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When I watch the finance section of ABC (the Australian one) news, they talk about how the Australian dollar is faring against the US dollar plus a handful of other currencies. The problem is, I don't know whether it's that the Australian dollar is going up or down, or the US dollar changing.

How can I determine how a currency I'm interested in (the Australian dollar) is doing in and of itself against the rest of the world as a whole?

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    Look at the "handful of other currencies" and see how much of that motion is in the same direction and by the same percentage. That's as close to an independent number as you are likely to get – keshlam Jul 10 '16 at 16:28
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    What would you want to do with such information? In practice, if you're looking at two currencies, there is not much difference between one going up and the other going down. All that matters is their relative value. Even if more countries are involved in the comparison, the details are unlikely to matter to an average person. It's unlikely, for instance, that you'll be able to find an arbitrage opportunity by trading through obscure currencies. – BrenBarn Jul 10 '16 at 18:21
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What you want is the average change in rate of the Australian Dollar against multiple other currencies, to even out the effect of moves in a single other currency.

People often look at the trade-weighted exchange rate to get an idea of this, as it allows you to look at the currencies that are most relevant, rather than every tiny other currency having an equal weight.

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If you're interested in slower scale changes, one option is to use indexes that value a common commodity in different currencies such as the Big Mac Index. If a Big Mac costs more in AUD but stays the same in USD, then AUD have gone up.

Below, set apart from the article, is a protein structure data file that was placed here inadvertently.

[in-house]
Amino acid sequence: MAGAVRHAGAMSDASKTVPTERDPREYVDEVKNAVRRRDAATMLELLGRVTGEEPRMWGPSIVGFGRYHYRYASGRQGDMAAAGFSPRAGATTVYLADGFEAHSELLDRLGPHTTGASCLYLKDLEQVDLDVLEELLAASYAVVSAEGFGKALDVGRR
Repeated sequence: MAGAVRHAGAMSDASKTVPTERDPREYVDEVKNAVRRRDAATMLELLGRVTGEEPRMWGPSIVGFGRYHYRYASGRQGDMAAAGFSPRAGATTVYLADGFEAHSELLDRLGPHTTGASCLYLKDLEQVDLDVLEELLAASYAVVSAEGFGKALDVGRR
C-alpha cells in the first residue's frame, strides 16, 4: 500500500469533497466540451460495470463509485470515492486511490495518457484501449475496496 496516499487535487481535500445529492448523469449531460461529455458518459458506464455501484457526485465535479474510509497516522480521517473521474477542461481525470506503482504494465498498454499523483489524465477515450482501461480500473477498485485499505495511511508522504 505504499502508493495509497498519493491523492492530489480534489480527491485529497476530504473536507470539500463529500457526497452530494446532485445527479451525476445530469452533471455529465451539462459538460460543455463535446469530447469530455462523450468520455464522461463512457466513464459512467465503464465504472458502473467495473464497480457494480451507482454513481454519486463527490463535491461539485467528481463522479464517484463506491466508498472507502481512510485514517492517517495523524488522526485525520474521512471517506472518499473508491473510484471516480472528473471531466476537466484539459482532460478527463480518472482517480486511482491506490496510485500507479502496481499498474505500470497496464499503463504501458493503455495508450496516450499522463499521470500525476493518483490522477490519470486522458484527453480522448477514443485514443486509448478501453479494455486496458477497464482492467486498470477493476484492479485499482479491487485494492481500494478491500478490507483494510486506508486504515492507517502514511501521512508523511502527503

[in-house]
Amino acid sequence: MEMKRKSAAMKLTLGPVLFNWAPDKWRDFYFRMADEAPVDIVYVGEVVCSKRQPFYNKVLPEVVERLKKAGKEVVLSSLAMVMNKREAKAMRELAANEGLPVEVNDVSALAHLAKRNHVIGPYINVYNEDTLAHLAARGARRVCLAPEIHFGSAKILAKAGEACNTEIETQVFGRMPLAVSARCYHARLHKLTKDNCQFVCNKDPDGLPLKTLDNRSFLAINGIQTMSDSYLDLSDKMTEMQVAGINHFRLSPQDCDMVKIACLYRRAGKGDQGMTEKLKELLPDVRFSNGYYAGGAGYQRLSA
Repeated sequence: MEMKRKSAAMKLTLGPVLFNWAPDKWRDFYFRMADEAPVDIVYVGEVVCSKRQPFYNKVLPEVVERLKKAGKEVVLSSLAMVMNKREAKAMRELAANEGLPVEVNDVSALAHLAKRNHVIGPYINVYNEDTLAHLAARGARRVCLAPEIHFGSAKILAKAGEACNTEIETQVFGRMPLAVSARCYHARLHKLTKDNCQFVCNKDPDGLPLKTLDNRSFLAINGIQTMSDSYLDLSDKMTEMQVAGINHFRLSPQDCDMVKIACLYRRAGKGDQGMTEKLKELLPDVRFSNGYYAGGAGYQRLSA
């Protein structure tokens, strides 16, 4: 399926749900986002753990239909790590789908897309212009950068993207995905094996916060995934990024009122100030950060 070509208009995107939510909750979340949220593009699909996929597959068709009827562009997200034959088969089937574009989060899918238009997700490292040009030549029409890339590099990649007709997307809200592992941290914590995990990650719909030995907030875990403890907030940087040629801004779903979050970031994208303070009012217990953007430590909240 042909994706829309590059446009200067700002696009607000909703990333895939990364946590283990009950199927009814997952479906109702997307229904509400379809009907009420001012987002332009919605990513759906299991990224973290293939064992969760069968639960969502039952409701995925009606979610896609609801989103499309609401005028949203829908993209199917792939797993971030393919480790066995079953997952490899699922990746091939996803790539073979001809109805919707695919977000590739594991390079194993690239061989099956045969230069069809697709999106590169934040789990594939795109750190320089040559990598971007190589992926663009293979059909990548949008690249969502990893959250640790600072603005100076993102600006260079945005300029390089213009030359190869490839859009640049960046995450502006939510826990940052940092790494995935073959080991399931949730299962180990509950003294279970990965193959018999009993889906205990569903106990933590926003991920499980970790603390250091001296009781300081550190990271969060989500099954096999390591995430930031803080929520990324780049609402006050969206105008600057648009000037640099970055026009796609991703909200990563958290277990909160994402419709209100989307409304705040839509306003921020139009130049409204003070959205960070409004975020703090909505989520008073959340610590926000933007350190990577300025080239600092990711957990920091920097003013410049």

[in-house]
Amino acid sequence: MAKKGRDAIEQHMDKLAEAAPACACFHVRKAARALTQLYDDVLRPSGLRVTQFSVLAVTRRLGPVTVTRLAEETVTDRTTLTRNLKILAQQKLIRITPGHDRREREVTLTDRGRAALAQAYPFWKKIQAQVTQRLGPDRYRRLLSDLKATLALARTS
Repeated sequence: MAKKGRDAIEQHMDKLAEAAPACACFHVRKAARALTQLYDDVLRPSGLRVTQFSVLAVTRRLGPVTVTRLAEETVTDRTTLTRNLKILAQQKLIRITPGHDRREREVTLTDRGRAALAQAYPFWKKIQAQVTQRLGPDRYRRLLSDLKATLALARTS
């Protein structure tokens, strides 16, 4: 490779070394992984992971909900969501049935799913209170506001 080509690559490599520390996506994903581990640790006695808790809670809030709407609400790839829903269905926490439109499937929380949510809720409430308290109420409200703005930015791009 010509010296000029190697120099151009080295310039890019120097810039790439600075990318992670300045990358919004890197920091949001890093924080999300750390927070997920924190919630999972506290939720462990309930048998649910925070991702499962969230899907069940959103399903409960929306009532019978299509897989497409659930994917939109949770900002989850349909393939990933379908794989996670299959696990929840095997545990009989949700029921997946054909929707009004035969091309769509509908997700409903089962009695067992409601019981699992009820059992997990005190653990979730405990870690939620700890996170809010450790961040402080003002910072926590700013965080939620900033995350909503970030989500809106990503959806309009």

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The best answer to your question would to be what the interest rates are like in Australia itself.

The Reserve Bank sets the target ‘cash rate’, which is the market interest rate on overnight funds. It uses this as the instrument for monetary policy, and influences the cash rate through its financial market operations. Decisions regarding the cash rate target are made by the Reserve Bank Board and explained in a media release announcing the decision at 2.30 pm after each Board meeting. (Prior to December 2007, media releases were issued only when the cash rate target was changed.)

From Investopedia:

How Rates Are Calculated

Each central bank's board of directors controls the monetary policy of its country and the short-term prime interest rate that banks use to borrow from each other. When the economy is doing well, interest rates are hiked in order to curb inflation and when times are tough, cut rates to encourage lending and inject money into the economy.

What I suggest you do

  1. Have a look at this from graph from http://www.rba.gov.au/monetary-policy/int-rate-decisions/

  2. I would then go to a website that allows you to compare, graphically, whichever interest rate you want.(Or you could get the raw data and run some analysis, to each his own)

  3. I would choose some sort of Australian LIBOR rate and then compare it to the currency.

FYI, this topic (FX) is incredibly complex and I hope my answer satisfies your needs.Otherwise, talk to a quant. You will need a ton of data inputs to model the entire economy of Australia to try and predict what the central bank will do, which is what people try and do everyday.


Best of luck!

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To make it simple, just use gold as the main benchmark. Gold price never moves, FIAT currencies move around the price of gold.

So, when comparing US$ and Australian dollars to the gold, you know which currency is moving up and which down.

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    Consider: A new technology comes to market for (say) super highspeed/low power microprocessors, but it requires mass gold to fabricate -- the price of gold everywhere will go up, does this mean that all currencies have devalued? Alternatively, consider a new cheap, safe, and high yield process for refining gold from raw ore/existing tailings comes to market. The price of gold everywhere will go down. Does this mean all currencies have increased in value? – Lyndon White Aug 8 '16 at 0:35

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